|Letter from Rep. Don Young (R-AK) to Speaker
Re: request that the House Resources Committee receive sequential referral of HR 3125, the Internet Gambling Prohibition Act.
Date: February 29, 2000.
Source: Tech Law Journal scanned a paper copy and converted to HTML. The letterhead was omitted. Hyperlinks have been added.
[letter sent on stationary of the House Resources Committee]
February 29, 2000
The Honorable J. Dennis Hastert
Speaker's Office H232
Washington, D.C. 20515
Dear Mr. Speaker:
This letter is to seek sequential referral of H.R. 3125, the proposed Internet Gambling Prohibition Act of 1999, legislation intended "to prohibit Internet gambling".
H.R. 3125 is pending before the House Judiciary Committee and I am concerned about the effect that this legislation may have on Indian tribes, tribal sovereignty, and the Indian Gaming Regulatory Act of 1988 (IGRA).
I note that H.R. 3125 has been reported out of Subcommittee containing an exemption from its proposed Internet gambling prohibition for the following forms of gambling:
--and all other intrastate pari-mutual wagering authorized by any State.
It appears that just about the only Internet gambling prohibited by H.R. 3125 is tribal gaming. As you know, tribal gaming is heavily regulated either by the Federal Indian Gaming Commission or by Tribal-State compacts entered into pursuant to the Indian Gaming Regulatory Act of 1988. IGRA does not prohibit tribal Internet gaming.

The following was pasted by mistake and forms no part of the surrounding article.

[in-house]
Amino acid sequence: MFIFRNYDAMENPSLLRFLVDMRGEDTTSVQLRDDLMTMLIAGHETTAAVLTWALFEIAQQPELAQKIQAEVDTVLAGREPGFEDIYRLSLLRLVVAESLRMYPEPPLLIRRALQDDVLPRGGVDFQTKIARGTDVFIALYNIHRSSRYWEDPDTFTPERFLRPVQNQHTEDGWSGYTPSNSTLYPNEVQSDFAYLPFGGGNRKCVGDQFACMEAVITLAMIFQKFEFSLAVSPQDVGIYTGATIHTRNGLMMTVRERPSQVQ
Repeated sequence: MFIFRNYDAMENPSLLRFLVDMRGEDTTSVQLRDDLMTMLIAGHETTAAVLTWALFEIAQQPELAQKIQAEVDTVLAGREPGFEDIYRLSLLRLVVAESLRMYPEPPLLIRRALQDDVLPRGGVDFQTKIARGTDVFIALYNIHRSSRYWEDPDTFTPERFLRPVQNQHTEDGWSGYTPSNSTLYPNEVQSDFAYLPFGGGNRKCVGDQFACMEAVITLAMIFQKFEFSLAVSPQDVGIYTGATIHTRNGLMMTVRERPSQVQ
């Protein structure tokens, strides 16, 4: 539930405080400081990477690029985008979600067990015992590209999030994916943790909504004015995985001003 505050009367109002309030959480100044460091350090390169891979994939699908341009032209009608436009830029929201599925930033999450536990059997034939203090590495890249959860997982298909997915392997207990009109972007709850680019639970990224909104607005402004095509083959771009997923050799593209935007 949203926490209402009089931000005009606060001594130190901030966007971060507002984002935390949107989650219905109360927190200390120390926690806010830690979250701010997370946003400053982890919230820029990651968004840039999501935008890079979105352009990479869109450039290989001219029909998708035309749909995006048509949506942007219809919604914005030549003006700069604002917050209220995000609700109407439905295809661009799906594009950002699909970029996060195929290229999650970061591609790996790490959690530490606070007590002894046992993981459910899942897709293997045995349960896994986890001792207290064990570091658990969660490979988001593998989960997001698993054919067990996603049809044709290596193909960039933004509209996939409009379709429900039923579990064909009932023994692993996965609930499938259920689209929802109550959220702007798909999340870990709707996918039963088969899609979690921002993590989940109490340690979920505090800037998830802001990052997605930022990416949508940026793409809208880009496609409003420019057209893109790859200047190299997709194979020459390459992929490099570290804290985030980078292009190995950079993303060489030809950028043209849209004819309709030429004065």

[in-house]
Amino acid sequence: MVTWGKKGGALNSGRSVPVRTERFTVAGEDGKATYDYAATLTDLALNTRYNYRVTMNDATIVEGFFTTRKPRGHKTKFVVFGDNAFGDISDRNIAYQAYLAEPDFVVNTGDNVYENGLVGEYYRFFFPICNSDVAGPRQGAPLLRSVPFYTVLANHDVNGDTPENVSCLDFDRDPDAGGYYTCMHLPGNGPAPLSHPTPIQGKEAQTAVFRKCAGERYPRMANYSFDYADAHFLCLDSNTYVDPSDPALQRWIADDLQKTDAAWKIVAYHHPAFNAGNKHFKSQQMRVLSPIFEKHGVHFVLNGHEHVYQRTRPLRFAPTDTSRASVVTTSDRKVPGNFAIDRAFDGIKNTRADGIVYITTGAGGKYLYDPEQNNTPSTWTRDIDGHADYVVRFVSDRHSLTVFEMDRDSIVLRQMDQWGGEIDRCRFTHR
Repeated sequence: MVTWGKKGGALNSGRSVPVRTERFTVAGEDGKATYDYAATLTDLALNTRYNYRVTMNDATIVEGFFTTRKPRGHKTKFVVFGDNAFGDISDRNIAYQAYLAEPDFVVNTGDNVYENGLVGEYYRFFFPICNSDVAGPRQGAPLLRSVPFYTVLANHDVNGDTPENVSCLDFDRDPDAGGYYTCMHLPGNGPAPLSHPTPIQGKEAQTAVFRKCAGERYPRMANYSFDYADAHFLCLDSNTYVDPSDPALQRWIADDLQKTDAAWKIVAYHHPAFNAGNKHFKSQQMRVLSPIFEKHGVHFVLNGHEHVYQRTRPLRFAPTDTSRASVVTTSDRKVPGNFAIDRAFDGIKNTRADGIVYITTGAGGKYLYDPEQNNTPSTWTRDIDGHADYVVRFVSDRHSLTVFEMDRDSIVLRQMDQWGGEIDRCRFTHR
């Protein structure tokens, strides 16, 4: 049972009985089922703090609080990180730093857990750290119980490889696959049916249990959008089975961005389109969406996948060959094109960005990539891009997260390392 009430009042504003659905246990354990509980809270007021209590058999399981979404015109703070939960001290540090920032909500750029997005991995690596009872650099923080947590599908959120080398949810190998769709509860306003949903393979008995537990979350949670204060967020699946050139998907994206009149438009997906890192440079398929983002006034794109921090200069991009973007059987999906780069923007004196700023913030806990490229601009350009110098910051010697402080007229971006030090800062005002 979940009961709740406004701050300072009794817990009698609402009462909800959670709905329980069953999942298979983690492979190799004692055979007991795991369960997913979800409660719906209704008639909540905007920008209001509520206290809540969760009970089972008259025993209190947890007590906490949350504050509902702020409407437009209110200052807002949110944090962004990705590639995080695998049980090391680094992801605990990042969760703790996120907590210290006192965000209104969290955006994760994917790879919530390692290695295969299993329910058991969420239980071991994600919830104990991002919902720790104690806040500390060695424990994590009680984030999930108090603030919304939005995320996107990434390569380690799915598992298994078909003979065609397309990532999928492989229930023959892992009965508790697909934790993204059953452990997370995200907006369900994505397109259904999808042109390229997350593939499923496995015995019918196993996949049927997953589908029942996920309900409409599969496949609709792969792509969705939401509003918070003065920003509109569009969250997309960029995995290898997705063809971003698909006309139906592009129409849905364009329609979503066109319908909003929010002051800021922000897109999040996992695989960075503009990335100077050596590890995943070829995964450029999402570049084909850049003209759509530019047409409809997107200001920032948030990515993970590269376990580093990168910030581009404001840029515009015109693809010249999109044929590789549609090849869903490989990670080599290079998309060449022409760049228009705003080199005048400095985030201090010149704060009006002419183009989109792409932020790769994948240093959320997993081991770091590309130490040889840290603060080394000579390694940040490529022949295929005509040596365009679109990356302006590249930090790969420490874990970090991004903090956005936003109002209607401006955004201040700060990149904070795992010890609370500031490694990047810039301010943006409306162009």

Like state governments, Indian tribes have been accorded dependent sovereign status by the United States since our Nation's inception. Unfortunately, H.R.3125 ignores this very important and
long-standing legal distinction. Instead of recognizing this distinction, H.R. 3125 relegates these dependent sovereign governments to the same status as private sector businesses. I note that State lotteries are not treated as private sector businesses in H.R. 3125.
As Chairman of the Resources Committee I am concerned about any legislation which undermines the sovereignty of tribal nations. IGRA was established to provide clear standards for the conduct of Indian gaming, and by so doing to protect Indian gaming as a vehicle for economic development, self-sufficiency, and strong tribal government. Report language accompanying IGRA explained that tribes are specifically authorized to use electronic, computer, or other technological aids in conjunction with certain Indian gaming.
IGRA does not prohibit tribal Internet gaming. In this respect, H.R. 3125 appears to amend IGRA. For the House to now propose a prohibition on Internet gaming by Indian tribes, as this bill seeks to do, flies in the face of the intent of IGRA and the tribes' ability to achieve economic self-determination through the use of technology. Equally important, it sets a dangerous precedent for the concept of tribal sovereignty.
The Resources Committee has substantive jurisdiction over all legislation dealing with Indian affairs. Accordingly, I hereby seek sequential referral to the Committee on Resources of H.R. 3125 or any other similar legislation related to Internet gambling. Should you have any questions concerning this matter, please do not hesitate to contact me. Staff inquiries may be directed to Tim Glidden of the Resources Committee at x5-6869.